I don’t even know why I have such things, but I do. I have a bunch of giveaway sheets from the General Motors of Canada Limited offering short bios on some famous (at one time) Canadian inventors.
While Canada lays claim to Alexander Graham Bell – as the inventor or the telephone, he was indeed a pioneer in Canadian aviation… and much, much more on this and the AEA (Aerial Experiment Association) at a later date. I did actually write a published magazine article on the topic a few years back. Plus… I own a set of photos previously owned by one of the guys in the AEA who built Canada”s first airplane. Oh yes, I do. See that photo that’s under the Pioneer’s Of Aviation banner… that’s part of one of 100+ original photos…
Another Canadian inventor was Reginald Fessenden… who invented radio BEFORE Marconi… but since no one was better at self-promotion than Marconi, no one has heard of Fessenden… suffice to say that my late father-in-law wrote a book on him… more on Fessenden’s contribution to aviation shortly.
So, it would come as no surprise to learn about some of Canada’s other aviation pioneers.
Thanks to the giveaway from GM, let’s meet Wallace Rupert Turnbull (October 16, 1870 – November 24, 1954).
Here’s what the image above has to say about Turnbull – and then some more facts from the web.
Wallace Rupert Turnbull: Recognized as a pioneer researcher in the field of aerodynamics, Turnbull is chiefly remembered for his invention of the first successful “Variable-pitch Propeller”. Usually working alone in a shed behind his Rothesay, New Brunswick home, his propeller was a ‘breakthrough’ n the history of aeronautics. Tested successfully by Flight Lieutenant Brookes of the Royal Canadian Air Force in 1927, it was a great step forward for the air transport industry, Its original principle of manual or automatic pitch control is still in use.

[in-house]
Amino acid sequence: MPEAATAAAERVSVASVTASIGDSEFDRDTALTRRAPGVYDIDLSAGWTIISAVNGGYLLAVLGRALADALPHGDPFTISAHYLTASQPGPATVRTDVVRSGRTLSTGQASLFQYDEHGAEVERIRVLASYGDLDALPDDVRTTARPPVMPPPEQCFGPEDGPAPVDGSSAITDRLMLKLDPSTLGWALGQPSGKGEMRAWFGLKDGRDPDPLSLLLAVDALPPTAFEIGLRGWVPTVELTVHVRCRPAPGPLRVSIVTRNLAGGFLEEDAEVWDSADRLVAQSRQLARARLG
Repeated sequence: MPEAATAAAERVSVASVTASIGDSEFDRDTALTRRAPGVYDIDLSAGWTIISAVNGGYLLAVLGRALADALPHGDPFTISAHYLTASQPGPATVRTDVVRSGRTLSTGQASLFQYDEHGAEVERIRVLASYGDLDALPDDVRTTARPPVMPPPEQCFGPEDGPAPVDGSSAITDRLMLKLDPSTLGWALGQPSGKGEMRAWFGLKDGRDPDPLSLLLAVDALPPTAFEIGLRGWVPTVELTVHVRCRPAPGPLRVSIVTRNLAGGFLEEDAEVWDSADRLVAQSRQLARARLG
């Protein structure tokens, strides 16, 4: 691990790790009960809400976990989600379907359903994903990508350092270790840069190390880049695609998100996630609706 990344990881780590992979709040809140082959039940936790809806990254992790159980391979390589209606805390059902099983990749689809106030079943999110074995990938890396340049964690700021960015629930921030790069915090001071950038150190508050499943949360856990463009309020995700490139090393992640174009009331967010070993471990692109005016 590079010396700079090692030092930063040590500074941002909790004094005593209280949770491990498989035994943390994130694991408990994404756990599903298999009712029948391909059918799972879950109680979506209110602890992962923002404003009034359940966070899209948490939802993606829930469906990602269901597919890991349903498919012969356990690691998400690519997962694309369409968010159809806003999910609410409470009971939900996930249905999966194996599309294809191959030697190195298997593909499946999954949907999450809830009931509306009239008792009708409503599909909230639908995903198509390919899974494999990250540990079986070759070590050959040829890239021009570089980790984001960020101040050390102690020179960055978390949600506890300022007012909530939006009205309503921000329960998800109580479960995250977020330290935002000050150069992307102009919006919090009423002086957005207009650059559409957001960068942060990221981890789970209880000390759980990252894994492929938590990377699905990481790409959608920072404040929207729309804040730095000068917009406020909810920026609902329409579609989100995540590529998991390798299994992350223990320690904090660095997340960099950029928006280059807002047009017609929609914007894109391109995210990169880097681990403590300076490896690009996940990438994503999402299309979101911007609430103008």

Here’s some more data from the Internet… but to be honest, that little paper I found from GM does add some interesting facts to his story.
Born in Saint John, New Brunswick, was an 1893 graduate from Cornell University with a degree in mechanical engineering.
His post-graduate was at the Universities of Berlin and Heidelberg, Germany doing physics.
He built the very first wind tunnel in Canada back in 1902, and investigated the stability of aircraft and the employment of airfoils over the next 10 years or so.
But, during WWI, he became most-famous for his work on perfecting the variable pitch propeller.
Working for the Frederick Sage and Company of aircraft builders in England, he designed a number of propellers, with the variable pitch propeller being the best.
A controllable pitch propeller (CPP) or variable pitch propeller is a type of propeller with blades that can be rotated around their long axis to change their pitch. If the pitch can be set to negative values, the reversible propeller can also create reverse thrust for braking or going backwards without the need of changing the direction of shaft revolutions.
This electrically operated mechanism was first tested in on June 6, 1927 at Camp Borden, Ontario, Canada and patented in 1929 (United States No. 1,828,348).
It was favored by some pilots in WWII because even when the engine was no longer running the propeller could be feathered.
On hydraulically operated propellers the feathering had to happen before the loss of hydraulic pressure in the engine.
The propeller was actually further refined by the Curtiss-Wright Corporation… Glenn Curtiss was also a member of the Alexander Graham Bell teem, the AEA, an American who was a founder of the US aircraft industry. Definitely more on Glenn Curtiss at a later date.
The Saint John Airport was briefly named after him – it has the call sign of CYSJ.
(Editor’s Note: For any of you RUSH fans out there… the song YYZ refers to Toronto’s Pearson International Airport. The strange baseline in the song actually belts out a Morse Code of Y-Y-Z).
Turnbull was inducted in the Canada’s Aviation Hall of Fame in 1977.